I felt like I could use a little edification on the characteristic of being steadfast, so I did some research that I want to share with you.
But behold, the righteous that hearken unto the words of the prophets, and destroy them not, but look forward unto Christ with steadfastness for the signs which are given, notwithstanding all persecution—behold, they are they which shall not perish. (2 Nephi 26:8)
Nephi spoke this about those of his people who would get to see the Savior’s visit to the Americas. This verse teaches me that steadfastness has to be used in the midst of persecution that comes. Even if the opposition is within as well as without, we need to be steadfast and not waver.
Now this was a great trial to those that did stand fast in the faith; nevertheless, they were steadfast and immovable in keeping the commandments of God, and they bore with patience the persecution which was heaped upon them. (Alma 1:25, emphasis added)
In the context of the above verse, church members had to deal with the psychological pressure of many other church members leaving the church and also persecution from outside the church from unbelievers and people who practiced priestcraft.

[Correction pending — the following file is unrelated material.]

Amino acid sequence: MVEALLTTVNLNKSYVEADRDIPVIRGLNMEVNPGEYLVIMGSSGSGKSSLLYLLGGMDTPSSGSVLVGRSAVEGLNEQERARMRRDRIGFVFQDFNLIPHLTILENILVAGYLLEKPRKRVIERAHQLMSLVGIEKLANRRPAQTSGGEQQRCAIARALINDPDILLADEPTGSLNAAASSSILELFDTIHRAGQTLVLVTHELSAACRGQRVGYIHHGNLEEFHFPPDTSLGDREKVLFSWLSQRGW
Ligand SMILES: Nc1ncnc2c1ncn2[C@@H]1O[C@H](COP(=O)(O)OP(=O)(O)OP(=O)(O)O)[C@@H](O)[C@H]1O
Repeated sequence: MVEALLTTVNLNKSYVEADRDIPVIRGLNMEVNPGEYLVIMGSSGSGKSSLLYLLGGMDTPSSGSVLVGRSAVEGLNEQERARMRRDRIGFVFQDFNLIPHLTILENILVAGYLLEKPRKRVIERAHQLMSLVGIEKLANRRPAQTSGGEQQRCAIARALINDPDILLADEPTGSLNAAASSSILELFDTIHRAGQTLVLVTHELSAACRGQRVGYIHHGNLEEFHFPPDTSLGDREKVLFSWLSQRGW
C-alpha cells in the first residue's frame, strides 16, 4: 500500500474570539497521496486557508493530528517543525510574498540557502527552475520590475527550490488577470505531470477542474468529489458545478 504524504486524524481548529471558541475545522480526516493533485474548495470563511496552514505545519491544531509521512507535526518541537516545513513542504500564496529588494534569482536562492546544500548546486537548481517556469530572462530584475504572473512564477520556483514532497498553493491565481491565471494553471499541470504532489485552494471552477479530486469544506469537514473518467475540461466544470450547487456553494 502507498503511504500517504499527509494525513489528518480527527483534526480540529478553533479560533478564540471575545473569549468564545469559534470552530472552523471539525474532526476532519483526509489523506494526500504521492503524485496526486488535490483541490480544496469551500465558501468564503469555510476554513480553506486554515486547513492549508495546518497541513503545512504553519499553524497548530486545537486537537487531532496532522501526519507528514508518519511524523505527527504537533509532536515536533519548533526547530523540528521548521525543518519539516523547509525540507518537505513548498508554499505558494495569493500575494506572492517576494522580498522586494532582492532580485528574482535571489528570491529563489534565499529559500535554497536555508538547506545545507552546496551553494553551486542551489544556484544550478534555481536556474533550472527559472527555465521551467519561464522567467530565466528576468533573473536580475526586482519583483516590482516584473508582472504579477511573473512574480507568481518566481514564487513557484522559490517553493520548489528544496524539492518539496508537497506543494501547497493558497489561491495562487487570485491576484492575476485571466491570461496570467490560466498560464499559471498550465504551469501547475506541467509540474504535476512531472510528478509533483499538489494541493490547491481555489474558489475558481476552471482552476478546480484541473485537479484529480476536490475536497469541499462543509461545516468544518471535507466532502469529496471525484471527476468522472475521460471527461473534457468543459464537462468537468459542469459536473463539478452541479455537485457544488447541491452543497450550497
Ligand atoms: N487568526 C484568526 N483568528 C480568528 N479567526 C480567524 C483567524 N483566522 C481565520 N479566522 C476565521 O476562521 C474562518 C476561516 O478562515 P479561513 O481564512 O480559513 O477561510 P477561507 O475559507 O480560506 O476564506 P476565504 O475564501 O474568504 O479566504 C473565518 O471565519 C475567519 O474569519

So this verse teaches me that being steadfast means doing what’s right even when others of the church are wavering, losing faith, or joining the opposition.
Wherefore, be not deceived, but continue in steadfastness, looking forth for the heavens to be shaken, and the earth to tremble and to reel to and fro as a drunken man, and for the valleys to be exalted, and for the mountains to be made low, and for the rough places to become smooth—and all this when the angel shall sound his trumpet. (D&C 49:23, emphasis added)
This tells us that deception may try to move us from our beliefs and from faith in prophecy that has been given, so we have to hang on to what we’ve been told in the scriptures about what will happen, even if we wonder how it will come about.
Deception is also used to try to get us to sin, so we have to be steadfast in believing that the commandments must be followed and that they will ensure our happiness. Commandments are a great tool for detecting deception.
Therefore, my beloved brethren, be ye steadfast, unmoveable, always abounding in the work of the Lord, forasmuch as ye know that your labour is not in vain in the Lord. (1 Corinthians 15:58, emphasis added)
We will get thoughts floating through our heads telling us that our good work is pointless and has no eternal significance. To be steadfast, we have to ignore these thoughts and keep working, trusting that no good work is in vain.
In that vein I want to include something C.S. Lewis has written about faith in his book Mere Christianity. It has excellent application to how we maintain steadfastness as we face our challenges.